5 Grief Recovery Ways to Be There for Someone in Grief Over the Holidays

The holidays are a great time to relax and be joyful, however, it can also be a difficult time for those who have experienced grief during the holidays. At the Grief Recovery Center, our counselors understand how certain events and tragedies can be especially poignant during the holidays as it reminds us for certain individuals we have lost or certain events that can bring about grief.

A past or recent devastating event can isolate the individual in grief from reaching out. They may feel like they are alone in their grief because no one can acknowledge or understand their pain.

As a friend or family member of someone going through grief through the holidays, it can be confusing as to how you can help and be there. Whether the grief is recent or in the past, it can be awkward in these times if you do not know what to do.

Here are 5 Grief Recovery Center’s ways to be there for someone overcoming their grief through the holidays:

Grief Recovery Center1.   What Do You Say?

More often than not, finding the right words to help a friend or family member overcome their grief is so difficult. You may not want to say the wrong thing, or say things the wrong way. It can feel like you are walking on glass with someone grieving through the holidays. However, our specialists at the Grief Recovery Center asserts that this does not have to be the case.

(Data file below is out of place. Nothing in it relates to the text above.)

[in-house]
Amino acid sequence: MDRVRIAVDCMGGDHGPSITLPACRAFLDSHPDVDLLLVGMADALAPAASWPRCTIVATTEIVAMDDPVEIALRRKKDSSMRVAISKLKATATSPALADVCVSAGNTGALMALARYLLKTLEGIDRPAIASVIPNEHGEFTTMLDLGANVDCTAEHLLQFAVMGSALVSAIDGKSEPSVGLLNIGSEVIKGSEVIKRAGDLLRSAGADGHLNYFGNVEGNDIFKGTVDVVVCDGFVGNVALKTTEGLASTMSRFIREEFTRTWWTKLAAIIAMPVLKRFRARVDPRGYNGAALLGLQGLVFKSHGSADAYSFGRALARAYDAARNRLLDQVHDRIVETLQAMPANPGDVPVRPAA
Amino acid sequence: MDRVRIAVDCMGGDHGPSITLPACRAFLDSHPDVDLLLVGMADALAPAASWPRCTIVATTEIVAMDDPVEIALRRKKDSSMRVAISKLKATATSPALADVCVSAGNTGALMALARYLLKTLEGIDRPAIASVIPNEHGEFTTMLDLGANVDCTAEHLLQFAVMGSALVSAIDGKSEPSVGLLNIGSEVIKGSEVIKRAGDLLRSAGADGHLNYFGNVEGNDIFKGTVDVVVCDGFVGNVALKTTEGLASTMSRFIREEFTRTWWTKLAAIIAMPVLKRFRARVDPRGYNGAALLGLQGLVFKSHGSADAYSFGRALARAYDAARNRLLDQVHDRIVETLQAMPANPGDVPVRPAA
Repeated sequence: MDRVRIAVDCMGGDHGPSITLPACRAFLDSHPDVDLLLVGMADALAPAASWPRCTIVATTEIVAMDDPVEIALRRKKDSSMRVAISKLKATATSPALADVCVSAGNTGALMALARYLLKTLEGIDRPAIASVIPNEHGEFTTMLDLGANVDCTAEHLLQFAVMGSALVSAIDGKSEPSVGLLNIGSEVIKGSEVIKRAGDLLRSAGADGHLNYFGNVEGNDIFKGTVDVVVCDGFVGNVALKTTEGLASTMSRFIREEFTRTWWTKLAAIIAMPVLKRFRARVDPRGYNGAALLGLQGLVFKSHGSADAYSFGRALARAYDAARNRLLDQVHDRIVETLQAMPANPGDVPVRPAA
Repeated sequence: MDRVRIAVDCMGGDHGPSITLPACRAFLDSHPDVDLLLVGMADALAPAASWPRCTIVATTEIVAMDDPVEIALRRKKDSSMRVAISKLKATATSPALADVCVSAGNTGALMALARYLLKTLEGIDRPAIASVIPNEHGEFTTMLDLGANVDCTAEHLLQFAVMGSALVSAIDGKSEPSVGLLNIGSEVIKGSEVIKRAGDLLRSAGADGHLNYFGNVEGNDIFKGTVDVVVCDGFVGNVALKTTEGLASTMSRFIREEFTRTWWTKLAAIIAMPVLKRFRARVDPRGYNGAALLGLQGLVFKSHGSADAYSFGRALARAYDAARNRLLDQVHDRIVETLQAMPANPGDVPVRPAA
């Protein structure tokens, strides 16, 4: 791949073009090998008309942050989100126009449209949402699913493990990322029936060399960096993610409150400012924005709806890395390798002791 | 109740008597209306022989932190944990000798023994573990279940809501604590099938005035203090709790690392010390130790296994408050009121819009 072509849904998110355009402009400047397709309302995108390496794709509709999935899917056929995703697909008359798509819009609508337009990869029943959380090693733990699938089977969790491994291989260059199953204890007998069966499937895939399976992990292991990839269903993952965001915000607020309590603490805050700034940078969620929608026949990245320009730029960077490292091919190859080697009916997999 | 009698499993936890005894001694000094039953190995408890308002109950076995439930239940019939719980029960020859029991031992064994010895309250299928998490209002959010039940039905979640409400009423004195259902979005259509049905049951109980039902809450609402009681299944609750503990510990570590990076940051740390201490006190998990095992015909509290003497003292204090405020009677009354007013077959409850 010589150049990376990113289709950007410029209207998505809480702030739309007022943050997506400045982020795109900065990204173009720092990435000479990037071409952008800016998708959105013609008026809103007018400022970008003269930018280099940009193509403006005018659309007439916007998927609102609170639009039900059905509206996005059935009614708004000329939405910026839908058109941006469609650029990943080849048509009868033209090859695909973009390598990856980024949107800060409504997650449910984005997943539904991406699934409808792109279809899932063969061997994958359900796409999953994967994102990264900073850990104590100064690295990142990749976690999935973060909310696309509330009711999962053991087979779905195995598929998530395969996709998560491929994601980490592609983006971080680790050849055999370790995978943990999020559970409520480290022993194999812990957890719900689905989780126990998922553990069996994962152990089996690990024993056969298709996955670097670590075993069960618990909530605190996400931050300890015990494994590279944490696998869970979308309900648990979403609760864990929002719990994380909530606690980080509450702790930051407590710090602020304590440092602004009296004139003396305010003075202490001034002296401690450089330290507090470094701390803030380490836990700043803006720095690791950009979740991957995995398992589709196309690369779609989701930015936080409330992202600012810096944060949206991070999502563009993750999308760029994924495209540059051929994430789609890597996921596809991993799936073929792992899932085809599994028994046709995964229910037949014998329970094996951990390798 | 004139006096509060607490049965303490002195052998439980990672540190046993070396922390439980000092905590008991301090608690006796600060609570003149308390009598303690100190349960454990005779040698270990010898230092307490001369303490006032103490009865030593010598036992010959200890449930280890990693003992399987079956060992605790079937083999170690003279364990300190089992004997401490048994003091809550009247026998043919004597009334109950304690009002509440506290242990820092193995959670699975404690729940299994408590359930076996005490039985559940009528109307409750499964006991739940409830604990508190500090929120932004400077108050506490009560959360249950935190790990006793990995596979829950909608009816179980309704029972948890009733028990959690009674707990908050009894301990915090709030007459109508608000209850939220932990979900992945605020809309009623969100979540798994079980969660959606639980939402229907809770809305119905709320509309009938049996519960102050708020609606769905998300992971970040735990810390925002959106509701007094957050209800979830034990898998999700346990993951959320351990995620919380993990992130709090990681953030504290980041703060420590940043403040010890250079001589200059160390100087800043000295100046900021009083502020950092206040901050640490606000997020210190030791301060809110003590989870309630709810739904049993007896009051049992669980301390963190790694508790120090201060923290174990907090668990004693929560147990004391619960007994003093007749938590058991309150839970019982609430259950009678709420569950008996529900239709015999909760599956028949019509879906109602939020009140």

A simple gesture of reaching out and asking the person how they’re feeling is sometimes all they need as support during their difficult times. A grieving individual usually turns to isolation as their source of comfort, as they believe that no one else will understand. Which is all the more of a reason why it is essential to reach out to these individuals to help them be with people and continue to partake in regular activities?

Far too often, we think that certain things we say may cause more pain or remind a person of their loss. So, we end up avoiding the individual that is grieving altogether. As the Grief Recovery Center recommends, an email, phone call, or card is more than enough to show that you care.

2.   K.I.S.S.

Keep it, simple sweetheart, the best thing to do for a friend or family going through grief through the holidays is to keep your gestures simple. Whether that’s offering to pick up a meal, watching their kids, or dropping off some groceries, you can help alleviate the stresses of the holidays while the person goes through their grieving process.

The Grief Recovery Center is here to help when it comes to being a resource for an individual grieving through the holidays. However, things, like caring for that friend in need, taking them out for coffee, or sending them a card during an anniversary or a death date, are simple gestures that can make a huge difference in the grieving individual’s life.